Sunday, 8 September 2019


Typical handwritten marginal notes by R. Yaakov Emden,  often containing sharp and outspoken criticism, such as: "This makes no sense",  "I do not know what possessed him, it seems that he was confused", etc. 
 [Sheyarei Knesset haGedola, Orach Chaim, by R Chaim Benveniste 1729.]


R. Yaakov Emden (1697-1776), also known as Ya’avetz[1] was born in Altona to his father the famous Chacham Tzvi. While living in Altona, he obtained permission from the King of Denmark to own a printing house from which he published many of his own writings. He also dealt in jewellery and real estate. In 1728 he accepted the position of rabbi of the German town of Emden, from which he took his family name.

R. Yaakov Emden is perhaps best known for his attacks against the Sabbatteans who were the secret followers of the then recently deceased false messiah Shabattai Tzvi (1626-1676). 
R. Emden had an interesting relationship with Moses Mendelssohn, the founder of the Jewish Enlightenment Movement or Haskalah, who regarded R. Emden as his teacher referring to himself (in a letter to R. Emden) as: "your disciple, who thirsts for your words."

R. Emden, never one to shy away from controversy, went on to claim that parts of the Zohar were forgeries and could not have been written by R. Shimon bar Yochai as many Kabbalists believed.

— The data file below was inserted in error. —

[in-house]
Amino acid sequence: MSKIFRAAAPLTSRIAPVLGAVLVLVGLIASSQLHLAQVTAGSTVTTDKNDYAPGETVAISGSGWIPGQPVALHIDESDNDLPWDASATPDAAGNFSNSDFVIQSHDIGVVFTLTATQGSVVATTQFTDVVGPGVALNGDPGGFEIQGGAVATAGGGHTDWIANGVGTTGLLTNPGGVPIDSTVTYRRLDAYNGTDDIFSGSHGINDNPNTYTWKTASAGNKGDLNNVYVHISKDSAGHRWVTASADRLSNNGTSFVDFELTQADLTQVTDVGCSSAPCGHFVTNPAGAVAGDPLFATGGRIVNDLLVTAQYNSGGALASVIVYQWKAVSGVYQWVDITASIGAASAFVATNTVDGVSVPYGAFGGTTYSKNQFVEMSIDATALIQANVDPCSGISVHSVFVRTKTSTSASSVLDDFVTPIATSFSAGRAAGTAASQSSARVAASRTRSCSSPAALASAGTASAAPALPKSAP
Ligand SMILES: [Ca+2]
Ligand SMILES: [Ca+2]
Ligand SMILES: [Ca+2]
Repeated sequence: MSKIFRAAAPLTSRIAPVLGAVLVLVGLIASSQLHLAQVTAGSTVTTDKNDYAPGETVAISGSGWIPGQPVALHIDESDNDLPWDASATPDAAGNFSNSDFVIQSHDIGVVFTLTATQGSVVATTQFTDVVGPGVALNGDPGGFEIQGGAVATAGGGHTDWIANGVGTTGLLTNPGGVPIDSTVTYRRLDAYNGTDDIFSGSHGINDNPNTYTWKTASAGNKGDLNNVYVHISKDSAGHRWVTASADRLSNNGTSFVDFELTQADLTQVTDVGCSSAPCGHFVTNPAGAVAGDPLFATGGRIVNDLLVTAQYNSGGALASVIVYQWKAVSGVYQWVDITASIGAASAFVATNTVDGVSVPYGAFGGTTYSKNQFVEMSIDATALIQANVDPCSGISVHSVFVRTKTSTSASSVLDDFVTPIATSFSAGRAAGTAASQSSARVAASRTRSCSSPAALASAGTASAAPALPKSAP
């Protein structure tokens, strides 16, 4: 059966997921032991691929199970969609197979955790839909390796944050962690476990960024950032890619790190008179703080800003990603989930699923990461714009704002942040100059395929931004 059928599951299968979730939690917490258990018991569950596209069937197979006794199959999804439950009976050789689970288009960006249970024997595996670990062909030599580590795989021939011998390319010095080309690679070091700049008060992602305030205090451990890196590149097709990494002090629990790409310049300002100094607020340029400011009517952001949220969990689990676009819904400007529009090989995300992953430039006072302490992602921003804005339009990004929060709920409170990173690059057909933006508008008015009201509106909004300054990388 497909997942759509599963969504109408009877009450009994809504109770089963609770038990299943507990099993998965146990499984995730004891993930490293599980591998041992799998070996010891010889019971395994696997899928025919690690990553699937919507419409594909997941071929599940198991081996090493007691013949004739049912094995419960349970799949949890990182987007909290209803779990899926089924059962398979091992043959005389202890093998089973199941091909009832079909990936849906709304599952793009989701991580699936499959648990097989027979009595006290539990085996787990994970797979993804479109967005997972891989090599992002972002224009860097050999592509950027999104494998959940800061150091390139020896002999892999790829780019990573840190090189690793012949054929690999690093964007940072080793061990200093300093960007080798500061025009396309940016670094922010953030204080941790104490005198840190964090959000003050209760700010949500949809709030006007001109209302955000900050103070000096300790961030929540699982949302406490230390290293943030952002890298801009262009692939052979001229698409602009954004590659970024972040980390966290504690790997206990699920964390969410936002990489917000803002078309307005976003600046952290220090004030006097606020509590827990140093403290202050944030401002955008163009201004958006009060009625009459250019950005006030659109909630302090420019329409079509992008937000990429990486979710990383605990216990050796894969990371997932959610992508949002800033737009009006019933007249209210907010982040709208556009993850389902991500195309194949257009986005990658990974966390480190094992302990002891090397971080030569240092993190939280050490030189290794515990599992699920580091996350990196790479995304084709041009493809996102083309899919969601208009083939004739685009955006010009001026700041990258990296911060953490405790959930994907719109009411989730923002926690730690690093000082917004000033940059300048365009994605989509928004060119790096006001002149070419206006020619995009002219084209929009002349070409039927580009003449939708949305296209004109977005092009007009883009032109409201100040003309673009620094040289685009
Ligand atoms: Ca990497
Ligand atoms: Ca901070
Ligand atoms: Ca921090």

But, adding to his very interesting and wide range of views, he also said that he did not believe that Maimonides wrote the famed Moreh Nevuchim, or Guide of the Perplexed. Instead, he claimed it was written by an unknown imposter!

This article deals with R. Emden’s views on the Guide of the Perplexed (hereafter referred to as the Guide).

I have drawn extensively from the writings of Rabbi Professor Jacob J. Schacter from Yeshiva University who wrote the original paper[2] in memory his teacher Professor Twersky.


Five hundred years after Rambam’s passing in 1204, R. Yaakov Emden experienced great angst as to how to deal with the seemingly dual personalities of Rambam who on the one hand wrote a major work on Jewish jurisprudence, the Mishneh Torah; and on the other hand complied an accomplished rationalist and philosophical work, the Guide, which seemed to radically challenge many of the basic belief systems of the religious masses.

Schacter describes R. Emden’s apprehension towards the Guide as follows:

“[W]hile Emden’s assessment of Maimonides’ halakhic contribution was highly favorable, he rejected his philosophical emphasis as nothing less than a distortion of Judaism...

[and] maintained that the implications of Maimonides’ philosophical system posed a real threat to traditional Jewish life...

[and] that he [Maimonides][3]was misled by philosophy and that even he, let alone his followers, could not survive its dangers.”

R. Yaakov Emden himself writes:

“May his Master [God] forgive...Maimonides...

It is possible to speak favorably about him [i.e., Maimonides] in the manner written about King Solomon. Even though he was beloved by God...he too was brought into sin by the foreign woman...